South Africa has imposed water restrictions in an effort to avoid Day Zero - the date when most taps would have to be cut off. This comes at the back drop of last year's Day Zero threat that Cape Town faced.
South Africa is a water-scarce country. More than 60% of the country’s water supply is used for agriculture and only 27% is used for personal use. Reservoir levels have dropped, and rainfall is not expected until December. Intermittent water shortages have left neighborhoods in the central and northern regions of the country without water. A recent heatwave saw water usage increase.
According to the Water and Sanitation Minister, Lindiwe Sisulu, many parts of the country's over 58 million population are facing water scarcities as summer arrives in the Southern Hemisphere and climate change brings hotter, drier days. She says the rainfall is becoming harder to predict and the dry season is becoming more intense.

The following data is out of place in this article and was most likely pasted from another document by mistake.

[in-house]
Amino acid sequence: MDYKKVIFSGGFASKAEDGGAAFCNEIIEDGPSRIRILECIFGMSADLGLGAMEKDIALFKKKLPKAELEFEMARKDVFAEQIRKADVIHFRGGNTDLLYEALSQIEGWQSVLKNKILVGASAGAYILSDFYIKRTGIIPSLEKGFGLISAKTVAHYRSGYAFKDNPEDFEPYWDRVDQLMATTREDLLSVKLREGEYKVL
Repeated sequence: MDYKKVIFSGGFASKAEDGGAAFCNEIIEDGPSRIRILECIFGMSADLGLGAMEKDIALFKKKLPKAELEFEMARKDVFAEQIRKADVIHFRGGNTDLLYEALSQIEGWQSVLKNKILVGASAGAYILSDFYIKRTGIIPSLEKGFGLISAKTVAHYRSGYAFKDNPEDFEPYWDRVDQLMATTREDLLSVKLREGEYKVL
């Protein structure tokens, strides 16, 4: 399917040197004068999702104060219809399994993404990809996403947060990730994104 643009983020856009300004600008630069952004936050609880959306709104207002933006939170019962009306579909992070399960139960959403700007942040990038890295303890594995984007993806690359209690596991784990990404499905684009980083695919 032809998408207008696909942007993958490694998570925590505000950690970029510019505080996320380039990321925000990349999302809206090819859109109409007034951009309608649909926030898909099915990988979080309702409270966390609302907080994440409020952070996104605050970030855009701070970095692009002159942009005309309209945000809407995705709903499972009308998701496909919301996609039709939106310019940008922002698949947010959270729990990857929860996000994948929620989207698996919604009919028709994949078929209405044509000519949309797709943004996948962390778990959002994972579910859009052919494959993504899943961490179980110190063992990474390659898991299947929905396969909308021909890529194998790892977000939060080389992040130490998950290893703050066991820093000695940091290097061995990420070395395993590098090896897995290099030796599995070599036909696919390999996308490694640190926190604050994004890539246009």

“We have to immediately begin to disaster proof South Africa and South Africa’s security of water. We are working hard to avoid the much-dreaded Day Zero phenomenon and instead we are announcing restrictions on water usage, ” she told journalists in Johannesburg.
Restrictions have been imposed in major metropolitan areas. In Pretoria, rationing resulted in dry taps last week in Laudium. Infrastructure failure and other issues at Rand Water, South Africa's largest water supply company, were also to blame.
Header Image Credit: CGTN